Published: Jan 1969
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Steam-cooled fast reactor pressure vessels must withstand high pressures (130–230 atm) and high neutron doses, for example, 5 × 10 20 n/cm 2 (>1 MeV). Two new steels have been investigated, a 16 Cr-5 Ni-1 Mo steel (Avesta 248 SV) and a 13 Cr-6 Ni-1.5 Mo steel (Bofors 2 RMO). Their tensile strengh is above 70 kg/mm2 at 300 C. The steels are unusually tough at low temperatures, and there is no sharp brittle-to-ductile transition. Various properties of the steels are described.
Impact and tension specimens have been irradiated in two thermal reactors at 60 to 550 C. After 3.2 × 1019 n/cm2 (>1 MeV) at 265 C, the temperature at 4.2 kg-m impact energy has been increased 100 C to —90 C. Tension tests show a small decrease or an increase in ductility because of irradiation.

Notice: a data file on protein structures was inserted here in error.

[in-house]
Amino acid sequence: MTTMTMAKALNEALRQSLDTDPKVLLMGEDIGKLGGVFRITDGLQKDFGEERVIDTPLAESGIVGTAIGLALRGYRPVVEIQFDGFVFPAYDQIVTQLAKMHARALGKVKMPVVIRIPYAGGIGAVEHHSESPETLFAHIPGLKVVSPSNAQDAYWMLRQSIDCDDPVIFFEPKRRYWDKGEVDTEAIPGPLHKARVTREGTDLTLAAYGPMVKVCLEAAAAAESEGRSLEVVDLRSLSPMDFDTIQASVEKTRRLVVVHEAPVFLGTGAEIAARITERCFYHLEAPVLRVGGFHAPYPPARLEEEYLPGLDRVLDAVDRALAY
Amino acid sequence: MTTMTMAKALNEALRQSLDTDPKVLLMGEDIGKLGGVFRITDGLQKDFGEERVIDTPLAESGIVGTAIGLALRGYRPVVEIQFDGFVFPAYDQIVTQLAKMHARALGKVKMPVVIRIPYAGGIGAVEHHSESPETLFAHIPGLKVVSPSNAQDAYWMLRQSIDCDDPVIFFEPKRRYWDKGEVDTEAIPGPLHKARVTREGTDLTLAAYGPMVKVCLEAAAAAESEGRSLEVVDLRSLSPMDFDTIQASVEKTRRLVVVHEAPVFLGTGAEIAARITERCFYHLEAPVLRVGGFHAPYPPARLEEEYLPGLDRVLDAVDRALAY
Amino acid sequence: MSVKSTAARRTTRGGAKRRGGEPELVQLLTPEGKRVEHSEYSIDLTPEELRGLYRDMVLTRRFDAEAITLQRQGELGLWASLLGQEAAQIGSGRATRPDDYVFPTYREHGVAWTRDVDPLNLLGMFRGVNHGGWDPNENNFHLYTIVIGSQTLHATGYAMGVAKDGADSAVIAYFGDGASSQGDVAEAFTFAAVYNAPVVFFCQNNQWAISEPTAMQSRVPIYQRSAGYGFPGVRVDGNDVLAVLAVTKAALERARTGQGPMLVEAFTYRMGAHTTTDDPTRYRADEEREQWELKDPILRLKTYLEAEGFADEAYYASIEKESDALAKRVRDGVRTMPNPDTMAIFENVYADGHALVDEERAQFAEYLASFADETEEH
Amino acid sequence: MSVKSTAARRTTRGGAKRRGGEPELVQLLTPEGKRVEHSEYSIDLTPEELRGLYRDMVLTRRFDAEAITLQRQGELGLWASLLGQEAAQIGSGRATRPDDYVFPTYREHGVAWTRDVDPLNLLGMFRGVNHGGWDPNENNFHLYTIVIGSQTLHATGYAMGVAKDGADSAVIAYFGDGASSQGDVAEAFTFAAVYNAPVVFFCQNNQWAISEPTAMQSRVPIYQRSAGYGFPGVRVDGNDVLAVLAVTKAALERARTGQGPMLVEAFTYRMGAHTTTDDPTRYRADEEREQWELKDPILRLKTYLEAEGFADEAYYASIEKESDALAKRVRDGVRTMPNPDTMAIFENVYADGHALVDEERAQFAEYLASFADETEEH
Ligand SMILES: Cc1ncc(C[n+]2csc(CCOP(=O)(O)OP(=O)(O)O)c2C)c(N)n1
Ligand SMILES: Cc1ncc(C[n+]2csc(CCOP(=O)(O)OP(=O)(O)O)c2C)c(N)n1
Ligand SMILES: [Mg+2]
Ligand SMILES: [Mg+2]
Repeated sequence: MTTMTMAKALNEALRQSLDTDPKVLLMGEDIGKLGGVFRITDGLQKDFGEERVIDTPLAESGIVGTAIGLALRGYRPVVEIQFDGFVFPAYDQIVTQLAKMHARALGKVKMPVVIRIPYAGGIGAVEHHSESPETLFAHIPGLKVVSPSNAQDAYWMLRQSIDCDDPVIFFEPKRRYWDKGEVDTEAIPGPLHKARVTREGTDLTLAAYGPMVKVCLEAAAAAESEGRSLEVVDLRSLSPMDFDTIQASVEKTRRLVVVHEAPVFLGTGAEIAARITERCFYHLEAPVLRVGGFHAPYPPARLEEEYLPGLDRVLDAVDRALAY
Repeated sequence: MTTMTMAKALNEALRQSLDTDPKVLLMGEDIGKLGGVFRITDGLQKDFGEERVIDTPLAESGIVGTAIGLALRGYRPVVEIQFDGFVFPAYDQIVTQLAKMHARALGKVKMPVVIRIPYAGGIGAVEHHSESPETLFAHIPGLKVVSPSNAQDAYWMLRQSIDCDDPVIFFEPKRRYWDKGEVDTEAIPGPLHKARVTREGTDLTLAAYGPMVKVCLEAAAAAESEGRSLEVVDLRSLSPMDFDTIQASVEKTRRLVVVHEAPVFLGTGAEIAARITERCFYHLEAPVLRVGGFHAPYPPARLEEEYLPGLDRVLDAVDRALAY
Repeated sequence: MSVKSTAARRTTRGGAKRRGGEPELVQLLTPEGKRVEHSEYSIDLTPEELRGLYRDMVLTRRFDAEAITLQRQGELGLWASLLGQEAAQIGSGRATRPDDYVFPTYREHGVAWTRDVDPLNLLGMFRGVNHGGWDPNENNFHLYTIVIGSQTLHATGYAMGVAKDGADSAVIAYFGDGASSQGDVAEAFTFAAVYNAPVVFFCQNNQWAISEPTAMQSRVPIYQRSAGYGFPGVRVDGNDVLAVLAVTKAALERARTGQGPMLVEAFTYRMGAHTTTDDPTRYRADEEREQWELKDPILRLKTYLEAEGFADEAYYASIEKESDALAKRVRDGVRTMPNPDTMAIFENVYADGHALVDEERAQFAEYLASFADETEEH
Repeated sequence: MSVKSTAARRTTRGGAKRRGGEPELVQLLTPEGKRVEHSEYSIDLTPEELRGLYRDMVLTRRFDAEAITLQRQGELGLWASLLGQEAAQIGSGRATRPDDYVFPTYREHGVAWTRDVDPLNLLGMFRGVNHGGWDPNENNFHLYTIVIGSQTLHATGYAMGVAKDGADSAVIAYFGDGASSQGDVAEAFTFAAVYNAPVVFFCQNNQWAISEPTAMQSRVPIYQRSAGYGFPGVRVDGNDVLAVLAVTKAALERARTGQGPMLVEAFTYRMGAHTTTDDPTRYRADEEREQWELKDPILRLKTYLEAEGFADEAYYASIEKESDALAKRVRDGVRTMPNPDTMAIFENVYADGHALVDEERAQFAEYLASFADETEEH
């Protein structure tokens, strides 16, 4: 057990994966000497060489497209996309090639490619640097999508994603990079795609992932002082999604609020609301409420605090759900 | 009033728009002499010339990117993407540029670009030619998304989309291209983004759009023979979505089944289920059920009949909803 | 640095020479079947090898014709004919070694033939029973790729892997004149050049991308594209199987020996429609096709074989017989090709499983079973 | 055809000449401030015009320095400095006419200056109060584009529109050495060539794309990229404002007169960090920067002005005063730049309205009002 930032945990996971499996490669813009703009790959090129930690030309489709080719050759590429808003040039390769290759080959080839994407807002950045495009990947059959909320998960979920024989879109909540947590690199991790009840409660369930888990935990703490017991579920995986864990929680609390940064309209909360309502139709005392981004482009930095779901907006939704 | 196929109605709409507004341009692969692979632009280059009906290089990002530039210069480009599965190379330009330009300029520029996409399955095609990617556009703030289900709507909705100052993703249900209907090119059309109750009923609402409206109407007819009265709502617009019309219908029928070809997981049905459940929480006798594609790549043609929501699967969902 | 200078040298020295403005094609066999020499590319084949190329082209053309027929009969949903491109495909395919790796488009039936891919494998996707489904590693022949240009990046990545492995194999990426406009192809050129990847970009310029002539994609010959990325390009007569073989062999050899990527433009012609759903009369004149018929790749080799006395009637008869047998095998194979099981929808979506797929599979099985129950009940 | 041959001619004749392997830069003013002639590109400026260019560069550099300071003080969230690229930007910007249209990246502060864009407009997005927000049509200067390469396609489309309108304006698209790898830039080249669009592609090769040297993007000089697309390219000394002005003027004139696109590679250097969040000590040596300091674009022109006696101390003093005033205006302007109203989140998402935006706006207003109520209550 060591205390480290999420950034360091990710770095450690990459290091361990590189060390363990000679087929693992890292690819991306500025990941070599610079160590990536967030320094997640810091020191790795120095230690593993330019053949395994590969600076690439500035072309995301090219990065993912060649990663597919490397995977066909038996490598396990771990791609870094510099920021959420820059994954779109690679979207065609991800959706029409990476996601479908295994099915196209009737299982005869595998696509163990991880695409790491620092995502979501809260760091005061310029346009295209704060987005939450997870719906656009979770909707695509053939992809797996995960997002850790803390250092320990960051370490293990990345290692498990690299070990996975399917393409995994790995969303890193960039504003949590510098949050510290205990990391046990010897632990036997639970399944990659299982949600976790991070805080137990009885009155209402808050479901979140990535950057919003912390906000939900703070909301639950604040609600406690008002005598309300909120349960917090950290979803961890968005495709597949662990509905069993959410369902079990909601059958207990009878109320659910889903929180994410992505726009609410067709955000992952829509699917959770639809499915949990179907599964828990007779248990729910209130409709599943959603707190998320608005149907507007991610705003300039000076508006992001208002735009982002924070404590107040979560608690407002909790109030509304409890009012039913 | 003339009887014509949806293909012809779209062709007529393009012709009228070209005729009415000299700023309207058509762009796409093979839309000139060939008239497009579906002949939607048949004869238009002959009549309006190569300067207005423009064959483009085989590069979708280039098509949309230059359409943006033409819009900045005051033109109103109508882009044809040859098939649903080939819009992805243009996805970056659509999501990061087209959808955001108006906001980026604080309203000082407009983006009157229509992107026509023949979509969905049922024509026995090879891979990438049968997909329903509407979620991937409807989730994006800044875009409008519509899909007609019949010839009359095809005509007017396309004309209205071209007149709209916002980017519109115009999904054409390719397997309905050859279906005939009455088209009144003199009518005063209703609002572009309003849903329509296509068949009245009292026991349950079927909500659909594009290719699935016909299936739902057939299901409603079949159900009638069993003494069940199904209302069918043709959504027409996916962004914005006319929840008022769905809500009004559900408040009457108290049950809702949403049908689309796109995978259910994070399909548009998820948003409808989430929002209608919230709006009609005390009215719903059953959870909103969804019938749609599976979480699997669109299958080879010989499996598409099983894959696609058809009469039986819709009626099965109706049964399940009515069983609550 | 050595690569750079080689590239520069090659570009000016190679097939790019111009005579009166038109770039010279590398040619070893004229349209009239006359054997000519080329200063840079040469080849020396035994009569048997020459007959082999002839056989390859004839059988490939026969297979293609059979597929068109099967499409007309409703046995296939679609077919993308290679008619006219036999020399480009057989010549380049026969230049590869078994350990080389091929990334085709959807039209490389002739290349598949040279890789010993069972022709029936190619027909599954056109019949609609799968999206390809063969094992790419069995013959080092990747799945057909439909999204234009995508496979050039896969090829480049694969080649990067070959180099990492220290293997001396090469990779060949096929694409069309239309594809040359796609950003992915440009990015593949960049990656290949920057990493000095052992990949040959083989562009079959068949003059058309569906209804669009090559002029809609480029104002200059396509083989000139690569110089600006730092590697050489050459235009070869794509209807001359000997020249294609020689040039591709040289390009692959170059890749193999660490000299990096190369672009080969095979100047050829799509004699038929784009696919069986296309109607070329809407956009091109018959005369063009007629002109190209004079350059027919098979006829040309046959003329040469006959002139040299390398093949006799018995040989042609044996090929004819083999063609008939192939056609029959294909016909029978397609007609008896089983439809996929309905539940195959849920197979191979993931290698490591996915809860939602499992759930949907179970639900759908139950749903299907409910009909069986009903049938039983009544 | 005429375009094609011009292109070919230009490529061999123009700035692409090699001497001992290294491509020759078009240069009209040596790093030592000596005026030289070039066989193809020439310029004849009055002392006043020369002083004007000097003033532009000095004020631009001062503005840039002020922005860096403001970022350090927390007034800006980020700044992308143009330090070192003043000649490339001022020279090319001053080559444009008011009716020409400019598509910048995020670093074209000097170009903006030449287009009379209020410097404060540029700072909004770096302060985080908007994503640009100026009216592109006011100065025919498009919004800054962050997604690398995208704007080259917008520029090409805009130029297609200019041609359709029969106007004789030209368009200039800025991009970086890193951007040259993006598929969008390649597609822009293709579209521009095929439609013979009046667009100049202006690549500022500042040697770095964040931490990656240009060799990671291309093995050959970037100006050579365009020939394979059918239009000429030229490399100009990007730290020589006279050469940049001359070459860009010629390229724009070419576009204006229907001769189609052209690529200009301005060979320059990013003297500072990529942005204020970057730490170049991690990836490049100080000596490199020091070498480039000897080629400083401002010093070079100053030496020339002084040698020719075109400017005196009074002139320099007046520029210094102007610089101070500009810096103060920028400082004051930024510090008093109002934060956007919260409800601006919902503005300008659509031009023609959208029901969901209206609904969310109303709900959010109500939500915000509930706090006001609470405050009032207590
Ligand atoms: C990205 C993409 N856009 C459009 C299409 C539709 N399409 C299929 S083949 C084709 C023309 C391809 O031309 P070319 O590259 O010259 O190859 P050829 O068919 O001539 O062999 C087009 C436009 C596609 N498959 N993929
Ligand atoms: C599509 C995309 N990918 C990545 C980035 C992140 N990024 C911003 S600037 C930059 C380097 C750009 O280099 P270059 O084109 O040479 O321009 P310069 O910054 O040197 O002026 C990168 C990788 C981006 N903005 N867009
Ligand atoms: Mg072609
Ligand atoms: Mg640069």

To draw conclusions from these experiments the differences in neutron spectra between the materials testing reactors and the fast reactor vessel have to be taken into account. This problem is discussed for two types of damage: displacement damage and transmutation damage. In the former case, an attempt is made to use different damage theories for an engineering type of estimate of the maximum difference between irradiation effects in the two types of spectra. In the later case, an analysis of the transmutation reactions is made.
irradiation, steel, pressure vessel, fast reactors (nuclear), tension test, impact test, fracture, displacement damage, transmutations, evaluation
Research Manager, AB åkers Styckebruk, åkers Styckebruk,
Research Metallurgist, Structural Materials Laboratory, Aktiebolaget Atomenergi, Studsvik, Nyköping